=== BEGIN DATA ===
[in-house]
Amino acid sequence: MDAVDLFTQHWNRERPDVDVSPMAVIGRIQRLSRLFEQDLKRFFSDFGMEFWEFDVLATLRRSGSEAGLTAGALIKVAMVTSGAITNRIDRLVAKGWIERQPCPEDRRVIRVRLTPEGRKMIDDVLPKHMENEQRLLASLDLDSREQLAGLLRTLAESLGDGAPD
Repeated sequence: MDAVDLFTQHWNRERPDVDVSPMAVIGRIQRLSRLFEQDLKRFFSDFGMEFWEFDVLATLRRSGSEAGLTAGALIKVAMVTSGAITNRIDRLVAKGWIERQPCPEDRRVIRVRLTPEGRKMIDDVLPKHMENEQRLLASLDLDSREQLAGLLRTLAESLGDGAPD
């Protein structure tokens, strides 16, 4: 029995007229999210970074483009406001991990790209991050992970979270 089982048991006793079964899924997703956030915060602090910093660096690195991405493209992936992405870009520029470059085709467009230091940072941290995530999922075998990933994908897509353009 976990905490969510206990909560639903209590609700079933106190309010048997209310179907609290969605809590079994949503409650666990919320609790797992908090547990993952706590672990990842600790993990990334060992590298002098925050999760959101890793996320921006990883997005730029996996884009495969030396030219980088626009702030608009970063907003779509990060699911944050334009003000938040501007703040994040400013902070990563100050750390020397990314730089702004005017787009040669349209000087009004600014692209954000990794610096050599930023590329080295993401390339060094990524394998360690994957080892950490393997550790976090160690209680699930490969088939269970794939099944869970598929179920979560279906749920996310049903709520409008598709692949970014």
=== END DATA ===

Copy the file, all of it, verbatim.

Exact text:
[in-house]
Amino acid sequence: MDAVDLFTQHWNRERPDVDVSPMAVIGRIQRLSRLFEQDLKRFFSDFGMEFWEFDVLATLRRSGSEAGLTAGALIKVAMVTSGAITNRIDRLVAKGWIERQPCPEDRRVIRVRLTPEGRKMIDDVLPKHMENEQRLLASLDLDSREQLAGLLRTLAESLGDGAPD
Repeated sequence: MDAVDLFTQHWNRERPDVDVSPMAVIGRIQRLSRLFEQDLKRFFSDFGMEFWEFDVLATLRRSGSEAGLTAGALIKVAMVTSGAITNRIDRLVAKGWIERQPCPEDRRVIRVRLTPEGRKMIDDVLPKHMENEQRLLASLDLDSREQLAGLLRTLAESLGDGAPD
């Protein structure tokens, strides 16, 4: 029995007229999210970074483009406001991990790209991050992970979270 089982048991006793079964899924997703956030915060602090910093660096690195991405493209992936992405870009520029470059085709467009230091940072941290995530999922075998990933994908897509353009 976990905490969510206990909560639903209590609700079933106190309010048997209310179907609290969605809590079994949503409650666990919320609790797992908090547990993952706590672990990842600790993990990334060992590298002098925050999760959101890793996320921006990883997005730029996996884009495969030396030219980088626009702030608009970063907003779509990060699911944050334009003000938040501007703040994040400013902070990563100050750390020397990314730089702004005017787009040669349209000087009004600014692209954000990794610096050599930023590329080295993401390339060094990524394998360690994957080892950490393997550790976090160690209680699930490969088939269970794939099944869970598929179920979560279906749920996310049903709520409008598709692949970014």